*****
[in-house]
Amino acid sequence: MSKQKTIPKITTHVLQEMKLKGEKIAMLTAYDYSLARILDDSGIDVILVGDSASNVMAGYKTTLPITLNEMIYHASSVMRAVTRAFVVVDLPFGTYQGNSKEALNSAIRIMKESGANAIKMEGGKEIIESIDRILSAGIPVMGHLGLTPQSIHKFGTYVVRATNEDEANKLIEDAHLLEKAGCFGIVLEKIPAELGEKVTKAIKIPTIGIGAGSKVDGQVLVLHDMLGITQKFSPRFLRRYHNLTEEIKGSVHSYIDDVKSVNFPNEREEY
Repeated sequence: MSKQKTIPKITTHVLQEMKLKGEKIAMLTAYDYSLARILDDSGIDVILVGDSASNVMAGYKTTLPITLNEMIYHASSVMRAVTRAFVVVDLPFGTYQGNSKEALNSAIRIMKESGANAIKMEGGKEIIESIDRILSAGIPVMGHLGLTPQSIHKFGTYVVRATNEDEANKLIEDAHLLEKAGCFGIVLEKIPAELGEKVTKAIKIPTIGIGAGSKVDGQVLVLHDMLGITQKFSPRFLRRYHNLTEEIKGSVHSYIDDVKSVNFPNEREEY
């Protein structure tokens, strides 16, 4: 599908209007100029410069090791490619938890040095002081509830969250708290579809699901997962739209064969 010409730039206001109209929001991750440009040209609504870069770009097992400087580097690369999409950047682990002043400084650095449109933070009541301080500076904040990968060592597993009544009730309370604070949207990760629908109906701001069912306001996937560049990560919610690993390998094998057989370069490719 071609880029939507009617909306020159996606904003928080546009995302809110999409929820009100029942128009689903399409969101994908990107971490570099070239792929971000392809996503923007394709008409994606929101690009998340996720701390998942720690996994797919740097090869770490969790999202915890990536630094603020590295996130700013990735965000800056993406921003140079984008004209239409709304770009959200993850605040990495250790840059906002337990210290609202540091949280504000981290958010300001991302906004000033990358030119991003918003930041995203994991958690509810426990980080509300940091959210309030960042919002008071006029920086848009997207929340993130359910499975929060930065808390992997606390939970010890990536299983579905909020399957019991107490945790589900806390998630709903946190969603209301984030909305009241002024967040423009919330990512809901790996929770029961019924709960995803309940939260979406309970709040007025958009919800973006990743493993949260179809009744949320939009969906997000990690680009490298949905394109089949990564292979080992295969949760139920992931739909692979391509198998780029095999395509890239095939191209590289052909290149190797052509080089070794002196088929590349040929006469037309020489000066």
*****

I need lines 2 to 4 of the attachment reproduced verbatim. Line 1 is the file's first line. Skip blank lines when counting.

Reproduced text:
Amino acid sequence: MSKQKTIPKITTHVLQEMKLKGEKIAMLTAYDYSLARILDDSGIDVILVGDSASNVMAGYKTTLPITLNEMIYHASSVMRAVTRAFVVVDLPFGTYQGNSKEALNSAIRIMKESGANAIKMEGGKEIIESIDRILSAGIPVMGHLGLTPQSIHKFGTYVVRATNEDEANKLIEDAHLLEKAGCFGIVLEKIPAELGEKVTKAIKIPTIGIGAGSKVDGQVLVLHDMLGITQKFSPRFLRRYHNLTEEIKGSVHSYIDDVKSVNFPNEREEY
Repeated sequence: MSKQKTIPKITTHVLQEMKLKGEKIAMLTAYDYSLARILDDSGIDVILVGDSASNVMAGYKTTLPITLNEMIYHASSVMRAVTRAFVVVDLPFGTYQGNSKEALNSAIRIMKESGANAIKMEGGKEIIESIDRILSAGIPVMGHLGLTPQSIHKFGTYVVRATNEDEANKLIEDAHLLEKAGCFGIVLEKIPAELGEKVTKAIKIPTIGIGAGSKVDGQVLVLHDMLGITQKFSPRFLRRYHNLTEEIKGSVHSYIDDVKSVNFPNEREEY
């Protein structure tokens, strides 16, 4: 599908209007100029410069090791490619938890040095002081509830969250708290579809699901997962739209064969 010409730039206001109209929001991750440009040209609504870069770009097992400087580097690369999409950047682990002043400084650095449109933070009541301080500076904040990968060592597993009544009730309370604070949207990760629908109906701001069912306001996937560049990560919610690993390998094998057989370069490719 071609880029939507009617909306020159996606904003928080546009995302809110999409929820009100029942128009689903399409969101994908990107971490570099070239792929971000392809996503923007394709008409994606929101690009998340996720701390998942720690996994797919740097090869770490969790999202915890990536630094603020590295996130700013990735965000800056993406921003140079984008004209239409709304770009959200993850605040990495250790840059906002337990210290609202540091949280504000981290958010300001991302906004000033990358030119991003918003930041995203994991958690509810426990980080509300940091959210309030960042919002008071006029920086848009997207929340993130359910499975929060930065808390992997606390939970010890990536299983579905909020399957019991107490945790589900806390998630709903946190969603209301984030909305009241002024967040423009919330990512809901790996929770029961019924709960995803309940939260979406309970709040007025958009919800973006990743493993949260179809009744949320939009969906997000990690680009490298949905394109089949990564292979080992295969949760139920992931739909692979391509198998780029095999395509890239095939191209590289052909290149190797052509080089070794002196088929590349040929006469037309020489000066």